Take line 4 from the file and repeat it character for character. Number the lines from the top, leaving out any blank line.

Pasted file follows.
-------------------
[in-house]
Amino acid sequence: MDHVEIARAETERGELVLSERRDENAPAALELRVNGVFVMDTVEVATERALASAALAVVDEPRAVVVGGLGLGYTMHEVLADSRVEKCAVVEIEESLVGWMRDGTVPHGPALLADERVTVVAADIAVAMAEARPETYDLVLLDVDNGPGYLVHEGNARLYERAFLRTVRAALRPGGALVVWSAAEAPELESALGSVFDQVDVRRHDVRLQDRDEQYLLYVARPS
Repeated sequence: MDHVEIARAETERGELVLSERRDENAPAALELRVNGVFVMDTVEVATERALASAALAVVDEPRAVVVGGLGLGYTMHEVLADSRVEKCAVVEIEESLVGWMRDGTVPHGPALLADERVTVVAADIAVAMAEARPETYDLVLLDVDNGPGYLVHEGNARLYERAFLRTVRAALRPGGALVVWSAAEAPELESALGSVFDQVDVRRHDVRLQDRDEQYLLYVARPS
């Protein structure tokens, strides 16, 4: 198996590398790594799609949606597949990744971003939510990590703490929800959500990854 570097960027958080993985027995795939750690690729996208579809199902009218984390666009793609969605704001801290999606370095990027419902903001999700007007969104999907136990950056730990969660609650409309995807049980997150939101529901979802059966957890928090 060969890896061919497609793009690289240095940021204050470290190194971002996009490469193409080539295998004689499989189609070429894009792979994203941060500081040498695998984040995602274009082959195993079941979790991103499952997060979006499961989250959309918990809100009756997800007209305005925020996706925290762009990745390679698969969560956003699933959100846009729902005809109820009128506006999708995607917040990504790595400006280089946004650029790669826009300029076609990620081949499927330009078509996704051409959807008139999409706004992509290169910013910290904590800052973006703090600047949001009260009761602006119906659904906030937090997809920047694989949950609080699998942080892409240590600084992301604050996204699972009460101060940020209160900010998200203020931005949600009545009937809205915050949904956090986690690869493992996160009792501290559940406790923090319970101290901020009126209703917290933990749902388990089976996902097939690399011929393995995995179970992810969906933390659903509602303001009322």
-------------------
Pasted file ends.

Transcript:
């Protein structure tokens, strides 16, 4: 198996590398790594799609949606597949990744971003939510990590703490929800959500990854 570097960027958080993985027995795939750690690729996208579809199902009218984390666009793609969605704001801290999606370095990027419902903001999700007007969104999907136990950056730990969660609650409309995807049980997150939101529901979802059966957890928090 060969890896061919497609793009690289240095940021204050470290190194971002996009490469193409080539295998004689499989189609070429894009792979994203941060500081040498695998984040995602274009082959195993079941979790991103499952997060979006499961989250959309918990809100009756997800007209305005925020996706925290762009990745390679698969969560956003699933959100846009729902005809109820009128506006999708995607917040990504790595400006280089946004650029790669826009300029076609990620081949499927330009078509996704051409959807008139999409706004992509290169910013910290904590800052973006703090600047949001009260009761602006119906659904906030937090997809920047694989949950609080699998942080892409240590600084992301604050996204699972009460101060940020209160900010998200203020931005949600009545009937809205915050949904956090986690690869493992996160009792501290559940406790923090319970101290901020009126209703917290933990749902388990089976996902097939690399011929393995995995179970992810969906933390659903509602303001009322």